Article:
What Tilsen and others are advocating for, according to de Sam Lazaro’s report, is “Indigenous-led development to reduce the near total dependence on appropriations from Congress, managed by various federal agencies.”
The NDN Collective takes in millions of philanthropic dollars each year and uses the money to support groups and issues including the reallocation of land and the blocking of mining and pipeline construction built for the benefit of the fossil fuel industry.
The urgency of these efforts has intensified due to the unmitigated spread of COVID-19 across South Dakota. The state’s Republican governor, Kristi Noem, has actively resisted taking steps to control the pandemic, even as it raged through a meatpacking plant near Sioux Falls and otherwise pushed the state to the brink of a health-care collapse.
In July, while Tilsen and others were blocking the road outside Mount Rushmore, Noem was indulging Trump’s fantasies about adding his face to the other Presidents depicted on the monument.
Rather than model a cautionary approach, Noem has encouraged South Dakota citizens to defy infectious disease experts and gather together, albeit perhaps in smaller-than-usual groups. On Saturday, as South Dakota set a new record for daily deaths due to COVID-19, Noem urged residents to hit the shopping malls.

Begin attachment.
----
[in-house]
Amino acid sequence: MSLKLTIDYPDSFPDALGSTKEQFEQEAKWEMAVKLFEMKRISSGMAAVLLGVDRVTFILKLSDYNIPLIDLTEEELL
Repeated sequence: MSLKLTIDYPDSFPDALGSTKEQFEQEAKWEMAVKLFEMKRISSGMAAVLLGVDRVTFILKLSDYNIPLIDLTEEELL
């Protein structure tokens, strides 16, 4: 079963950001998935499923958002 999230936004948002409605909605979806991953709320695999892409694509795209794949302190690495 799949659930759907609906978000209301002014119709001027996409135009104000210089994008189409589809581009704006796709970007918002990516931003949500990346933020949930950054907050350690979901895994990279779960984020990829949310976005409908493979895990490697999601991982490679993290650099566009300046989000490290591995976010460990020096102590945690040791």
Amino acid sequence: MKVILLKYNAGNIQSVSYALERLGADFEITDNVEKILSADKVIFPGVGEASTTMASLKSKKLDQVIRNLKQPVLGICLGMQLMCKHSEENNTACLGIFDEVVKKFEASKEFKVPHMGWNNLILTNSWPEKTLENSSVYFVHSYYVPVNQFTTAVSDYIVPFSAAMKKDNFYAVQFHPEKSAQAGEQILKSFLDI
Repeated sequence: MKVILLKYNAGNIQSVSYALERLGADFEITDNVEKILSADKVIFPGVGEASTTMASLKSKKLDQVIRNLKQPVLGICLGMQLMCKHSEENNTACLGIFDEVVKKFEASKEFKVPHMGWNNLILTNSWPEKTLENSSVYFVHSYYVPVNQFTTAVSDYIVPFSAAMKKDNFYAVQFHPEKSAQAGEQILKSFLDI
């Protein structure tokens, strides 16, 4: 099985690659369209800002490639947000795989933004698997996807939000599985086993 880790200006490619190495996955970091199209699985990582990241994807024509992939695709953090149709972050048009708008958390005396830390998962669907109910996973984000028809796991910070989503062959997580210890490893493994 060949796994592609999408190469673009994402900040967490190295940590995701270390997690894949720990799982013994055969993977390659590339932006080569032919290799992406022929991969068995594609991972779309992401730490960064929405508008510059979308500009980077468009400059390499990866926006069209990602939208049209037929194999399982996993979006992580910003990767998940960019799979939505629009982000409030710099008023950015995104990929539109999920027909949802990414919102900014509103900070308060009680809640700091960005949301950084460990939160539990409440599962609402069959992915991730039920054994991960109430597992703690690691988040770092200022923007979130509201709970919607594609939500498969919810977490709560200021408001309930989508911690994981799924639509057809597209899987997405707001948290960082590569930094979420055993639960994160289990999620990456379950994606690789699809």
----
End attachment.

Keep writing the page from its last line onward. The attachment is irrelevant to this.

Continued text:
This crisis is disproportionately impacting the state’s Indigenous residents.
I have written before about Noem’s disastrous lack of leadership regarding the pandemic, but I think it bears further examination. Currently, for example, half of all people who take a coronavirus test in the state are testing positive—a staggering share.
This crisis is disproportionately impacting the state’s Indigenous residents. Democratic state representative Peri Pourier, a member of the Oglala tribe whose district includes the Pine Ridge Indian Reservation, spoke about this recently for an MSNBC report.
“We are losing our elders, our knowledge keepers, all the fundamentals that make us Oglala,” Pourier told reporter Ali Veshi. She said the current and historic neglect and marginalization of Indigenous people in South Dakota has left the community vulnerable: “People are scared.”
“We are Lakota. We believe we are all related,” Pourier told Veshi, contrasting this to what she called Noem’s endless “hammering” that personal responsibility trumps any obligation to call for mask mandates or to temporarily close businesses.
The pandemic offers an opportunity, albeit a tragic one, for us to reconsider some important questions. Are we all responsible merely for ourselves, as Noem keeps insisting? Or are the Lakota leaders right in saying that we are all related and thus responsible for each other?
If we follow the Lakota worldview, then giving land back to help sustain and nurture future generations would seem like a logical next step, once the pandemic is brought under control.
This post was originally published on Radio Free.